There’s no denying America’s love of deep fried foods. It’s not the most elegant way to cook food, and certainly not the healthiest, but it’s a necessary tool. And let’s be honest…. fried foods are delicious. While we’ve become experts at eating them, some of us are a little challenged when it comes to deep frying at home. By learning just a few simple tricks, you can learn to deep fry your favorite fried foods with even better results than you find when eating out.
Deep frying: completely submerging food in oil at a high temperature.
Even though oil is considered a liquid, deep frying still qualifies as a dry heat method (moist heat methods require water). It’s similar to pan frying but requires that the food not touch the bottom of the pan while cooking. Consequently, more oil is required for deep frying than pan frying.
Most foods will float near the oil’s surface when being fried. Heavier foods will drop to the bottom of the pan but will often float to the top when they are cooked. Extremely light foods will float on top of the oil and will either need to be weighed down (often with a fryer basket in commercial kitchens) or turned halfway through the cooking process for even browning.
Most foods are fried in oil between 325°F and 375°F. Very rarely (if ever) would you fry outside that range: frying at a lower temperature means the food will absorb more oil (not ideal) while the outside develops little color. Frying at a higher temp would overcook the outside and undercook the inside.
Choosing Oils for Deep Frying
Peanut oil is a popular choice for frying among home cooks, often chosen for its “high smoke point”. Peanut oil is definitely good for frying but, my friends, I’m here to tell you that it’s not necessarily the best option.
smoke point: the temperature at which heated fat or oil starts to break down and burn, giving an unpleasant taste to food
I’ve done extensive research as to the smoke point of different oils and I don’t think I’ve seen two sources that agree on temperatures across the board. It’s actually puzzling how so many sources can come up with different answers. Since I can’t count on any single source, I decided to rely on Statistics 101: eliminate the high & low numbers and take the mean of what’s left. According to my research here’s a list of oils and their smoke points:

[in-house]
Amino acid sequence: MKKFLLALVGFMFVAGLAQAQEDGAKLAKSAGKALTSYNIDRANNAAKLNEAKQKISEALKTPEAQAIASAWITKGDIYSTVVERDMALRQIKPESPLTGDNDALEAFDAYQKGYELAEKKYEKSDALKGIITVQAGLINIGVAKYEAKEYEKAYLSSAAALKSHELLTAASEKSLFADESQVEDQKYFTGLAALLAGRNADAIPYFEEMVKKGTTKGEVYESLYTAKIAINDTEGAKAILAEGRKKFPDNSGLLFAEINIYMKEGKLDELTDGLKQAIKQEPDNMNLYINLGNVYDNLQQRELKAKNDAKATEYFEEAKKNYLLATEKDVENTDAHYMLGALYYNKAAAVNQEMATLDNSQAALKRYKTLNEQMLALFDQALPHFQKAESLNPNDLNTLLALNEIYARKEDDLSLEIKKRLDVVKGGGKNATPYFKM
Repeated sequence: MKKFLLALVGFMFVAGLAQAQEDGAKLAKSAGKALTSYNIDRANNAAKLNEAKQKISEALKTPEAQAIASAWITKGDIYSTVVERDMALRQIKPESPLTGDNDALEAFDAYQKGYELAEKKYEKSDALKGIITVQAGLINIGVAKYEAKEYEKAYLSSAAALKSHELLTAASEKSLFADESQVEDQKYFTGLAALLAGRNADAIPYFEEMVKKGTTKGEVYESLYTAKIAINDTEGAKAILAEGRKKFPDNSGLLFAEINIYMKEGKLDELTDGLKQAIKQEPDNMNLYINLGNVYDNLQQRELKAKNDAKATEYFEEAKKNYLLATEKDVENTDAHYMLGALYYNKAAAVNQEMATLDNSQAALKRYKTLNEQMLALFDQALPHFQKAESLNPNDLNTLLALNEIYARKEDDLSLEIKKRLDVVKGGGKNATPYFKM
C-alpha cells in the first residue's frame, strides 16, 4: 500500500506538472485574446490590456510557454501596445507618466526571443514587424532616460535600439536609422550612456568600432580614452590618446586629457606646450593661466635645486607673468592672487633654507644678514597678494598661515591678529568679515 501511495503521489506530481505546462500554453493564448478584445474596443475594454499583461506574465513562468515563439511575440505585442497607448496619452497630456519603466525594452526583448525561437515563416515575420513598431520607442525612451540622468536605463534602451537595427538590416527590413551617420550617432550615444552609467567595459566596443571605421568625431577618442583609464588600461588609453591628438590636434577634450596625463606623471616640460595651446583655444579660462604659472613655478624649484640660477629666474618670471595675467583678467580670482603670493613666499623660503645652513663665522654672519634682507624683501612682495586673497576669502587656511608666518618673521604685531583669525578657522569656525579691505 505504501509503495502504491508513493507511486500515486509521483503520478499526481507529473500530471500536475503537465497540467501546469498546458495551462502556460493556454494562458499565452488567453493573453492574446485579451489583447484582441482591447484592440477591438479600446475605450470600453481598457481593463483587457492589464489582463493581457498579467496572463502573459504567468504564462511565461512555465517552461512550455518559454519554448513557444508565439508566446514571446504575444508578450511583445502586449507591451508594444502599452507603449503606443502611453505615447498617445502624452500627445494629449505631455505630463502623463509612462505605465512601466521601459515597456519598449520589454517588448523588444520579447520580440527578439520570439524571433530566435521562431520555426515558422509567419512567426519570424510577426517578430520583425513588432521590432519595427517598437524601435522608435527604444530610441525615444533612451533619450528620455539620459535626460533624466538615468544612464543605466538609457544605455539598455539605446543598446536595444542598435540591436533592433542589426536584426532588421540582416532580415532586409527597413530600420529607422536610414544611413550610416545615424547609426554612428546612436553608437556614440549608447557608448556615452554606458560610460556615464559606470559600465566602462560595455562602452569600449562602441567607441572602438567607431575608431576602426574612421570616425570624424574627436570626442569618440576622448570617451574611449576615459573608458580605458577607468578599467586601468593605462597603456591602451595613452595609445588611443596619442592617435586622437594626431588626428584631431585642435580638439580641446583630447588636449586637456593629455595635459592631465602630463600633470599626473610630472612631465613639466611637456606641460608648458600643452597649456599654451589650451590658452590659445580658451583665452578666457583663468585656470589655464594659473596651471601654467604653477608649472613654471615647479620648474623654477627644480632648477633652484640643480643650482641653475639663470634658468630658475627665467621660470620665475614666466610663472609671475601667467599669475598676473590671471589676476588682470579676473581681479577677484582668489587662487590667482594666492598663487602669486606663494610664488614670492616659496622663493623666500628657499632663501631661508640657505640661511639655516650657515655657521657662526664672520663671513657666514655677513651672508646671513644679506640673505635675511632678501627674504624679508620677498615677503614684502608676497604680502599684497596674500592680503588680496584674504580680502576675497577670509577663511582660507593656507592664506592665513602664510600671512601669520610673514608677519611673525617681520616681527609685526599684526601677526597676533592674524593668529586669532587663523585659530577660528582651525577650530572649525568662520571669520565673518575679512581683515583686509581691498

If we rarely (if ever) fry food above 375°F, why do we need peanut oil’s high smoke point? Since peanut oil doesn’t even have the highest smoke point of available cooking oils, there are two possible answers to that question: marketing or ignorance. Either someone spent a lot of money on a campaign to convince us we need peanut oil’s high smoke point or some bonehead once said that peanut oil is best for frying and others followed along. Either way, they’re wrong. Any of the oils on the list are good for all deep frying except coconut oil and often lard. I included lard because it can be used for lower temp frying and coconut oil because people love it right now. I like canola oil* for deep frying for several reasons:
- it has little to no taste so my food won’t pick up flavors from the oil
- its smoke point is over 400°F and since I don’t fry anything over 375°F, that’s high enough
- it’s among the most inexpensive oils… bonus
- it comes from one source (rapeseed) so it’s not a mystery mix of other oils (ahem, vegetable oil)
Do your pocketbook a favor and “just say no” to frying in peanut oil. There are much better things to waste your money on.*I only use organic, non-gmo canola oil. I’ll write about why soon in another post.
It seems like such a waste of resources to fry a few foods in a huge vat of oil then throw it all away. For this reason, many home cooks strain the used oil through a sieve and/or cheesecloth to get any floating bits out then store it for re-use. It’s perfectly acceptable to do so, especially if you’re on a tight budget, but there are some drawbacks. Among them, used oil doesn’t last forever and I’ve read about some possible health concerns.
Using Old Oil
Oil turns rancid when it gets old and picks up a not-so-pleasant taste when it has been used too many times. Since the shelf life of oil depends on a number of factors (the type of oil, storage climate, how it’s cooked, etc.), there’s no magic formula to tell you how long your oil will last. You’ll have to rely on the ‘best by’ date and your own senses.